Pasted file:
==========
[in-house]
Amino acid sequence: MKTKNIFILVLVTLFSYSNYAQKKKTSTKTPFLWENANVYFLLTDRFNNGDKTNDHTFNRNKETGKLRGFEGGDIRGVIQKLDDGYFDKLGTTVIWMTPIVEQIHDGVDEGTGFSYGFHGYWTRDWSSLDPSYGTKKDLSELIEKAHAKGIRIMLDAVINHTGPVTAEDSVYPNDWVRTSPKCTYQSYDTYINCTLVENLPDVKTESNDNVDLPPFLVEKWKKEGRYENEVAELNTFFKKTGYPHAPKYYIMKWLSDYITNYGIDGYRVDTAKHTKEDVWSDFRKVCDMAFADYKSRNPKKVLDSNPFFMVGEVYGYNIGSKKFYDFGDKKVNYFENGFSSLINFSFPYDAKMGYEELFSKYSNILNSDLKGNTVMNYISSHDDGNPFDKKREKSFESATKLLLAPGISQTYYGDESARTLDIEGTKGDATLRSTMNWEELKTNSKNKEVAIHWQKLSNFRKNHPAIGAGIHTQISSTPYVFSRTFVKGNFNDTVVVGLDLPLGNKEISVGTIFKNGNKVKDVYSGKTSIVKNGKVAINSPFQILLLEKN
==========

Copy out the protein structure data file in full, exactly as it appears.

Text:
[in-house]
Amino acid sequence: MKTKNIFILVLVTLFSYSNYAQKKKTSTKTPFLWENANVYFLLTDRFNNGDKTNDHTFNRNKETGKLRGFEGGDIRGVIQKLDDGYFDKLGTTVIWMTPIVEQIHDGVDEGTGFSYGFHGYWTRDWSSLDPSYGTKKDLSELIEKAHAKGIRIMLDAVINHTGPVTAEDSVYPNDWVRTSPKCTYQSYDTYINCTLVENLPDVKTESNDNVDLPPFLVEKWKKEGRYENEVAELNTFFKKTGYPHAPKYYIMKWLSDYITNYGIDGYRVDTAKHTKEDVWSDFRKVCDMAFADYKSRNPKKVLDSNPFFMVGEVYGYNIGSKKFYDFGDKKVNYFENGFSSLINFSFPYDAKMGYEELFSKYSNILNSDLKGNTVMNYISSHDDGNPFDKKREKSFESATKLLLAPGISQTYYGDESARTLDIEGTKGDATLRSTMNWEELKTNSKNKEVAIHWQKLSNFRKNHPAIGAGIHTQISSTPYVFSRTFVKGNFNDTVVVGLDLPLGNKEISVGTIFKNGNKVKDVYSGKTSIVKNGKVAINSPFQILLLEKN